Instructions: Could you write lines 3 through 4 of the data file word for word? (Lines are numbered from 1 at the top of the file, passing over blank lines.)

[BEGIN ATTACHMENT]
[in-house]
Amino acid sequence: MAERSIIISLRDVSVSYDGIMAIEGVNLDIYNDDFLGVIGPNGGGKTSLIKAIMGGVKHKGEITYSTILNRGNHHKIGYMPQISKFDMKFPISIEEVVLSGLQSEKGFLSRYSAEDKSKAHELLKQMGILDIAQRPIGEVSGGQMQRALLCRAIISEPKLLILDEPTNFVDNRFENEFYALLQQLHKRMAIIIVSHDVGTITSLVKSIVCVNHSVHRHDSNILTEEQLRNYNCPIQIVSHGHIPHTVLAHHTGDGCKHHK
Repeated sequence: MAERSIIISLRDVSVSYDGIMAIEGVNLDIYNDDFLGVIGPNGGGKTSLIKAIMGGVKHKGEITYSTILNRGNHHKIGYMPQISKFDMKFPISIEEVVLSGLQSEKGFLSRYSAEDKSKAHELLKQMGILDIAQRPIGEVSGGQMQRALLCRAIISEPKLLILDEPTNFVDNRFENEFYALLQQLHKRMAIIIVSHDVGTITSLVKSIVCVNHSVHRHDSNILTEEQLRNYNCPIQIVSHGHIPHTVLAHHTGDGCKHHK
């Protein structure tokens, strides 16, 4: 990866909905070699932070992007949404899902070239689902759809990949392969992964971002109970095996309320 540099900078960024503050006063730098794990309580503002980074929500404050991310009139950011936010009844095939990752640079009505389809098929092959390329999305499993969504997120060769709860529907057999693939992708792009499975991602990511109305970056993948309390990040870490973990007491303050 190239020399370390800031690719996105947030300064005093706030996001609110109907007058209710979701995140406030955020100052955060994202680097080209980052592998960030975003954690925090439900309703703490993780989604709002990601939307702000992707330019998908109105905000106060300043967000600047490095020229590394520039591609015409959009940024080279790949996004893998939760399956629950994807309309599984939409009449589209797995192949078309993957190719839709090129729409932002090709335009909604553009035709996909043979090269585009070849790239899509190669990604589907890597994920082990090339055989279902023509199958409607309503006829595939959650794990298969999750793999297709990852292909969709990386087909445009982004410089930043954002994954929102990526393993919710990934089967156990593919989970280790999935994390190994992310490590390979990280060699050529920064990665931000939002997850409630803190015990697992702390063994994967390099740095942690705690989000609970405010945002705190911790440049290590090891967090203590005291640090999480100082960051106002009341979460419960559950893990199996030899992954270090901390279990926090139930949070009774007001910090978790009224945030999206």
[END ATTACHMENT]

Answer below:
Repeated sequence: MAERSIIISLRDVSVSYDGIMAIEGVNLDIYNDDFLGVIGPNGGGKTSLIKAIMGGVKHKGEITYSTILNRGNHHKIGYMPQISKFDMKFPISIEEVVLSGLQSEKGFLSRYSAEDKSKAHELLKQMGILDIAQRPIGEVSGGQMQRALLCRAIISEPKLLILDEPTNFVDNRFENEFYALLQQLHKRMAIIIVSHDVGTITSLVKSIVCVNHSVHRHDSNILTEEQLRNYNCPIQIVSHGHIPHTVLAHHTGDGCKHHK
């Protein structure tokens, strides 16, 4: 990866909905070699932070992007949404899902070239689902759809990949392969992964971002109970095996309320 540099900078960024503050006063730098794990309580503002980074929500404050991310009139950011936010009844095939990752640079009505389809098929092959390329999305499993969504997120060769709860529907057999693939992708792009499975991602990511109305970056993948309390990040870490973990007491303050 190239020399370390800031690719996105947030300064005093706030996001609110109907007058209710979701995140406030955020100052955060994202680097080209980052592998960030975003954690925090439900309703703490993780989604709002990601939307702000992707330019998908109105905000106060300043967000600047490095020229590394520039591609015409959009940024080279790949996004893998939760399956629950994807309309599984939409009449589209797995192949078309993957190719839709090129729409932002090709335009909604553009035709996909043979090269585009070849790239899509190669990604589907890597994920082990090339055989279902023509199958409607309503006829595939959650794990298969999750793999297709990852292909969709990386087909445009982004410089930043954002994954929102990526393993919710990934089967156990593919989970280790999935994390190994992310490590390979990280060699050529920064990665931000939002997850409630803190015990697992702390063994994967390099740095942690705690989000609970405010945002705190911790440049290590090891967090203590005291640090999480100082960051106002009341979460419960559950893990199996030899992954270090901390279990926090139930949070009774007001910090978790009224945030999206």